How to Cloudify Your Software, Part 4: Check Those Vitals

[Author’s note: This is one of a series of posts about how developers can design and code differently to take advantage of the cloud. Check out the rest of the series: Part 1: Ender’s Homework, Part 2: Get Out Your CB, and Part 3: “Do you want fries with that?” Please subscribe, follow me on Twitter or Google+and check back weekly to explore the topic in full.]

When software is sick

Earlier this week, I stumbled on an interesting discussion on the OpenStack mailing lists. A user wanted to know why he had observed a significant degradation in the performance of OpenStack’s Swift Object Store. He provided a few statistics and some troubleshooting output, and developers began to weigh in. Last time I checked, the leading theory was a suboptimal usage pattern by the caller of Swift’s APIs. Basically, a consumer of a web service was innocently working the system in a way it had not been designed to handle efficiently.

The most troubling aspect of this incident, in my opinion, is that the first person to notice a problem was an end user.

Software shouldn’t work this way. Especially cloudified software.

Imagine sitting at a table in a restaurant, and having a waitress approach you to take your order. As she introduces herself and whips out her notepad, you notice that her skin is covered with oozing sores that look unhygienic. She gives a little cough, and her hand is trembling. Yet she behaves as if all is normal.

“Do you feel okay?” you ask. “You look… under the weather.”

“I feel the same no matter how sick or healthy I am,” she says matter-of-factly. “Health is a non-issue for me. Shall we continue?”

Health is a big issue

Such a waitress has bigger problems than just losing a customer when she has an off day. Because she doesn’t really have any way to tell the difference between sickness and health, she can’t take preventive action to protect others. Her job performance is seriously compromised. I certainly wouldn’t want to order from her.

Surprisingly, most software is just as naive as our fictional waitress. It expends little or no effort on monitoring its own vital signs or the conditions of the environment, and it has no plan to react if things go wrong, other than to log an error and hope it gets the user’s attention.

Checking vitals regularly is a best practice for all kinds of health professionals. Photo credit: U.S. Pacific Fleet (Flickr)

When software is hosted in a cloud, the need to assess the health of the environment and the current running process is more important than ever, because:

  • Sysadmins in the host data center are unlikely to do this for you. Their focus is on pooled infrastructure. If the pooled infrastructure goes down, history demonstrates that they’ll have bigger problems than your tiny corner of their universe. They may not notify you for hours.
  • One of the value propositions you’re aiming for is flexibility. You can’t be flexible unless you perceive a need to adjust to changing circumstances.
  • Your route to the application may be much different from the route of users on the other side of the world. (Contrast the “old days” when IT gets to servers through the same network pipes as their users, so they’d notice problems as soon as users did.) This means that everything might look great to you, but not to them. And to make matters worse…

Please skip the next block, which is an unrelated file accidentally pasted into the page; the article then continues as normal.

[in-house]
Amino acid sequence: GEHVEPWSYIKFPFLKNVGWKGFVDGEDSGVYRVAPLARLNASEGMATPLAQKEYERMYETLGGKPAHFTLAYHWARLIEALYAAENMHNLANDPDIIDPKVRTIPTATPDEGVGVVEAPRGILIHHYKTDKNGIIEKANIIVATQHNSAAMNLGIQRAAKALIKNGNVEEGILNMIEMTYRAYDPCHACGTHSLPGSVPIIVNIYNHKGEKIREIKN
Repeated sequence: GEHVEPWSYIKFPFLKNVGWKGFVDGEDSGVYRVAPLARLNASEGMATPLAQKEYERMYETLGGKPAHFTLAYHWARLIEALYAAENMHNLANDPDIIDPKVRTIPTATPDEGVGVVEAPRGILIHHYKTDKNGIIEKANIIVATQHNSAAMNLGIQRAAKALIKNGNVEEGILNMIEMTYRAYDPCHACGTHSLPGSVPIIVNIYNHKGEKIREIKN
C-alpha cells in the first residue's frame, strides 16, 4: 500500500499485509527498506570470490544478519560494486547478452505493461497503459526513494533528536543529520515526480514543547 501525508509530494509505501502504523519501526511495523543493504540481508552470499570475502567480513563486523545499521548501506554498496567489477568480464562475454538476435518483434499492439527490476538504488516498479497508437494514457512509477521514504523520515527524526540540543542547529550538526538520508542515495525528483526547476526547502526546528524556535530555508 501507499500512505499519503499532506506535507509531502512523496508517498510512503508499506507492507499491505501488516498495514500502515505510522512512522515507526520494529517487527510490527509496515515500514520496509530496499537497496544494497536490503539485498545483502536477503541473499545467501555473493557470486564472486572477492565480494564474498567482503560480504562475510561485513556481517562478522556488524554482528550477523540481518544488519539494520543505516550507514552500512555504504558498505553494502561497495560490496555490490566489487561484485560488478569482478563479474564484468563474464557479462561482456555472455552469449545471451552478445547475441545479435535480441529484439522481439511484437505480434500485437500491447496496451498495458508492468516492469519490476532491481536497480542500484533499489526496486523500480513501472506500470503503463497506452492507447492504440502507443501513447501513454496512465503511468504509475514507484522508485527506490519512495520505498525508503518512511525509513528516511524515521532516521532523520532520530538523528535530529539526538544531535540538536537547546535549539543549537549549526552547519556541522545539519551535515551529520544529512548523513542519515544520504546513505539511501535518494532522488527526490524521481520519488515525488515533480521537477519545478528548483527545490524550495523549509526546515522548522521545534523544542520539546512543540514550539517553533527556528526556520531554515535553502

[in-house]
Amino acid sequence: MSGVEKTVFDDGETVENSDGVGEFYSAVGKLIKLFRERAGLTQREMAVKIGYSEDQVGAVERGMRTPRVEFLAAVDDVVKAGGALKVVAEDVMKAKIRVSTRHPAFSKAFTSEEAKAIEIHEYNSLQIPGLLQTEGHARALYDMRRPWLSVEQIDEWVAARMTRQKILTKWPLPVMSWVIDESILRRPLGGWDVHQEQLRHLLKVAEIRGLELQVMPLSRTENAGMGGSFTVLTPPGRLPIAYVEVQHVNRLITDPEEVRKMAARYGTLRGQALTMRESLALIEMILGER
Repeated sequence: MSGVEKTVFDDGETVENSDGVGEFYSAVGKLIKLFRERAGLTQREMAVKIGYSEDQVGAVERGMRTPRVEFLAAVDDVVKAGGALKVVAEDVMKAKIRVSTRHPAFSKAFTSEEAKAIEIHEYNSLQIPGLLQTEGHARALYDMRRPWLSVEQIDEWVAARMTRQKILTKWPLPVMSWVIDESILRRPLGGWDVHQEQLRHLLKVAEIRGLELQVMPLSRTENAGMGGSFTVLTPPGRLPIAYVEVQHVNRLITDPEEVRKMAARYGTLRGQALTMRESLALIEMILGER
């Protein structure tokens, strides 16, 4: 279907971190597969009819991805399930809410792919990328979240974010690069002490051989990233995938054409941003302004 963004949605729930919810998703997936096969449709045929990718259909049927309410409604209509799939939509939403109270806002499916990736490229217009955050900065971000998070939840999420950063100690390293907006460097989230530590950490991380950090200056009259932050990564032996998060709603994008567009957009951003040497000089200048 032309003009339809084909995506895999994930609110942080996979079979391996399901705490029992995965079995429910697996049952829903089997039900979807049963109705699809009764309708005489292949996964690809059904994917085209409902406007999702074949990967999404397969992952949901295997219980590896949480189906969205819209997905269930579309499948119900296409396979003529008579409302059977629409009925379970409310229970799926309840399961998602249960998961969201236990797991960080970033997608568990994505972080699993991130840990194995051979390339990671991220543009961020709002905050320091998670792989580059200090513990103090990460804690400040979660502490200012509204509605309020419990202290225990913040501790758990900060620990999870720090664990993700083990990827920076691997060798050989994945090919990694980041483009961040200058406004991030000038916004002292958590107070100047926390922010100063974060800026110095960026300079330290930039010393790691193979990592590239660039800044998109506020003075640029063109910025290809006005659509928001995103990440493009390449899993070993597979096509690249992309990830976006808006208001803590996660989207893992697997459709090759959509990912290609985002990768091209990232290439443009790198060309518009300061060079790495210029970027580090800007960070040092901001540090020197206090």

• Your users may not have an easy way to get your attention.

What does healthy look like?

If you want to cloudify your software, I recommend that you spend some time pondering this question. If your software depends on connectivity to a database, for example, what is a reasonable level of service to expect from that connection? If a suite of standard queries normally runs in 100 milliseconds, and one day it suddenly starts taking 3 seconds instead, perhaps you need to consider this a symptom of illness. If you normally have 100 GB of free disk space, and one day you notice that you only have 5 GB left, perhaps this is cause for concern as well.

Consider running health checks on background threads at an interval that’s practical for your application. Perhaps once an hour is often enough to guard against disk overflow, but RAM overload needs to be monitored minute-to-minute.

Answer this question conscientiously, and make sure the software itself, plus all the people in your software’s value chain, can diagnose an unhealthy patient.

Techniques to stay healthy

I have previously blogged about building pain receptors into software, and about using the circuit breaker pattern to react to temporary problems in a way that doesn’t make matters worse, and that automatically reverts back to normal when a system self-corrects.

So get out your sphynomanometer and start measuring the vitals that are the best indicators of your application’s health. Don’t leave health monitoring to a customer; they might just lose their appetite.

This is part 4 of a 7 part series, click the links below to view the rest:
How to Cloudify Your Software, Part 1: Ender’s Homework
How to Cloudify Your Software, Part 2: Get Out Your CB Radio
How to Cloudify Your Software, Part 3: “Do you want fries with that?”
How to Cloudify Your Software, Part 4: Check Those Vitals
How to Cloudify Your Software, Part 5: Auto Install
How to Cloudify Your Software, Part 6: Re-imagine Your Data
How to Cloudify Your Software, Part 7: Raise the Bar

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